Meng Wanzhou, the chief financial officer of Huawei Technologies Co Ltd, on Tuesday sought to introduce new evidence in her extradition fight, which her defense said would "turn on its head" and "fatally" implicate U.S. allegations if introduced.
According to Meng's defense team in the first day of a two-day hearing in British Columbia Supreme Court in Vancouver, documents from HSBC "demonstrate the false and misleading nature" of the U.S. record of the case, on which the Canadian courts are being asked to rely.
If the new evidence is allowed, Meng will be able to rely on it at the committal stage of her extradition hearings, set to take place in August.
Meng, 49, was arrested by Canadian authorities at the U.S.' request at Vancouver International Airport on Dec 1, 2018. She is accused of misrepresenting Huawei's relationship with Skycom in a PowerPoint presentation to HSBC in 2013 and putting the bank at risk of violating U.S. sanctions against Iran, which Meng has denied.
Meng's defense team has claimed that HSBC is a "sophisticated institution, acting in the full knowledge of Huawei's affiliates and their corporate history".
Meng's legal team said that emails and documents submitted to a Canadian court showed at least two senior HSBC leaders were aware of connections between the Chinese telecommunications giant Huawei and its Iranian subsidiary, Skycom. HSBC declined to comment.
The defense is looking to use the documents to counter U.S. charges that only junior employees of the British bank knew about the true nature of the relationship between Huawei and Skycom.
"They show that Huawei's control over Skycom was not kept from senior HSBC executives; that the continuing nature of Skycom's business with Huawei in Iran was not kept from senior HSBC executives; that internal HSBC risk-assessments were made based on knowledge of the true facts; and that any reputational risks were managed with the knowledge of senior HSBC executives," according to a statement released by Huawei Canada.
"As the case enters its next phase, Huawei remains confident in Meng Wanzhou's innocence. We will continue to support Ms. Meng's pursuit of justice and freedom," the statement said.
The documents show that the U.S. argument is "so defective as to compel the courts to place no reliance on them", Mark Sandler, defense lawyer for Meng, told the court.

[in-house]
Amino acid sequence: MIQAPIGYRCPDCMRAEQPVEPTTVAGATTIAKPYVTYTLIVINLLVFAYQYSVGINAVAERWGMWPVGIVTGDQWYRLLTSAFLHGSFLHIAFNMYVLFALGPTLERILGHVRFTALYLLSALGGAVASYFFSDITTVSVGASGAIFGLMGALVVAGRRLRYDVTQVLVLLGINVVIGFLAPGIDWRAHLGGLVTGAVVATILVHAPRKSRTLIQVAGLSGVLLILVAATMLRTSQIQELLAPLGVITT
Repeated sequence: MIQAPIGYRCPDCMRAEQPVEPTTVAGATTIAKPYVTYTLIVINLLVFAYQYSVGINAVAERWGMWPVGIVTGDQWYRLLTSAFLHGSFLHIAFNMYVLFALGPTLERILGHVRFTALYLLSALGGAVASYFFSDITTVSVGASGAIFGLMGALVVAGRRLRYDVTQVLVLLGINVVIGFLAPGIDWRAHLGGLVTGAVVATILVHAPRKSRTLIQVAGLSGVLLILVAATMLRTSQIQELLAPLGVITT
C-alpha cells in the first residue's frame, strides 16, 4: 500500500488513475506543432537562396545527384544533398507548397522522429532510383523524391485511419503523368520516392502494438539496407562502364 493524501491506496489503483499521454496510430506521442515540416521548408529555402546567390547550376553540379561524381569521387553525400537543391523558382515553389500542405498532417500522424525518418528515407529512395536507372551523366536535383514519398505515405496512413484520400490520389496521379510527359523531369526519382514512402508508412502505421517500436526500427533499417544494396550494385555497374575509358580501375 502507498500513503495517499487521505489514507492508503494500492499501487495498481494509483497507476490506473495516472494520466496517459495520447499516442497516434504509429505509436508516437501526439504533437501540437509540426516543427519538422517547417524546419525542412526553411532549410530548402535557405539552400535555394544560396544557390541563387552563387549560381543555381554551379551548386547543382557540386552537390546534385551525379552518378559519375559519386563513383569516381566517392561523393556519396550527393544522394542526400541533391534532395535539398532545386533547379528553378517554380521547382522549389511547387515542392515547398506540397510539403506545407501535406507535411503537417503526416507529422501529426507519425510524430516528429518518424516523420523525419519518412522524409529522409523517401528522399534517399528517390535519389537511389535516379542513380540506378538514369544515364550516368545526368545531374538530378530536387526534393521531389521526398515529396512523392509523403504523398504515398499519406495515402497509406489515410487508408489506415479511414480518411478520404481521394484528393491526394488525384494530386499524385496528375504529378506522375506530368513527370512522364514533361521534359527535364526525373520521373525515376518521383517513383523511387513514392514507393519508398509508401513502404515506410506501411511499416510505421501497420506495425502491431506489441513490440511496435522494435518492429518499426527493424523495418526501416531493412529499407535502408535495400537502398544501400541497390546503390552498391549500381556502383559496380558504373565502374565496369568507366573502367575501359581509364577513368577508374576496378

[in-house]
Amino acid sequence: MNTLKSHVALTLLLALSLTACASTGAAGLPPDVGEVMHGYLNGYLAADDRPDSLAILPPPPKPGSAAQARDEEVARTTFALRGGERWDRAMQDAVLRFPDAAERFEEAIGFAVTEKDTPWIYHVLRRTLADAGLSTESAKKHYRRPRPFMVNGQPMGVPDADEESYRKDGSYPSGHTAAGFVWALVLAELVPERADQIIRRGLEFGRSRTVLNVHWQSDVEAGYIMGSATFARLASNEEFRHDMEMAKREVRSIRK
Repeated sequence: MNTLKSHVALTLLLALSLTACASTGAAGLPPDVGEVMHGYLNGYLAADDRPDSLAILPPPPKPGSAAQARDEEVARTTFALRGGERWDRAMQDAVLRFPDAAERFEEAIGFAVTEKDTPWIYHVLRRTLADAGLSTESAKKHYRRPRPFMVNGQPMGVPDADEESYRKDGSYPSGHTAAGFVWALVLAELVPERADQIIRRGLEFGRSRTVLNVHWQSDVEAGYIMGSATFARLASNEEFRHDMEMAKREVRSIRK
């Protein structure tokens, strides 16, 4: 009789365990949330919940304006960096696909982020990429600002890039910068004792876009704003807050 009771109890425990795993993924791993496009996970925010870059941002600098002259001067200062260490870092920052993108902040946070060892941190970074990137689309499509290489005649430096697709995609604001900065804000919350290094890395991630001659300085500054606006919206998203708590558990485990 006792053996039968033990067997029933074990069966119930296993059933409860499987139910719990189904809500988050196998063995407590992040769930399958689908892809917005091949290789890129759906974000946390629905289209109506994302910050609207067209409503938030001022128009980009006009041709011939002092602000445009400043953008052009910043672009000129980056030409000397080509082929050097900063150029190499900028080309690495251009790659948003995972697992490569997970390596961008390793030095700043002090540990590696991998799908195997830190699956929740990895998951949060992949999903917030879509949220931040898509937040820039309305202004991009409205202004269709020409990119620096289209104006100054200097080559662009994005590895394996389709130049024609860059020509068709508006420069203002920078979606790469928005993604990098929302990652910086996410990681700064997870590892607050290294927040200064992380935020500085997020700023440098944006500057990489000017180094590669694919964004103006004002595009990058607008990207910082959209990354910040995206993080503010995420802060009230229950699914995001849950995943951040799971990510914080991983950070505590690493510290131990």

Responding to the defense application, Canada's attorney general argued that Huawei's interpretation of the documents is "irrelevant" to the extradition process and should be reserved for a fraud trial in the U.S..
Meng's lawyers have previously argued that the case should be dismissed due to political interference by former U.S. president Donald Trump and that she was being used as a pawn in a trade war between the U.S. and China.
The defense also alleged that the actions taken by the Canadian authorities violated her Canadian Charter rights at the time of her arrest by questioning her without a lawyer. Defense lawyers also said the charges against Meng at a meeting in Hong Kong outside of U.S. criminal jurisdiction were brought in violation of international law.
The Hong Kong court agreed to release the HSBC documents in April after the defense lost a bid to get them through a judge in the United Kingdom.
Earlier this month, Meng's lawyers applied for a publication ban because the Hong Kong court had released the documents on the condition that Huawei protect the confidential information in the file.
However, Associate Chief Justice Heather Holmes in Vancouver dismissed Meng's bid for the publication ban last week.
Holmes has to decide whether the evidence is admissible and, if it is, Justice Minister David Lametti should re-evaluate the case and decide whether he should withdraw his authority to proceed.
The relationship between Canada and China has been fractured since Meng's arrest.
According to John Ivison, an Ottawa-based political columnist for the National Post, the new evidence in the Meng case is an opportunity for Lametti to end the proceedings.
"For those who argue that this would be interfering in the judicial process, it should be pointed out it is entirely legitimate for the attorney general to do so," said Ivison. "The case against Meng has always been spurious, and the new evidence makes it even more so."
The final portion of the extradition hearing will resume early in August after a three-month delay.
Reuters contributed to this story.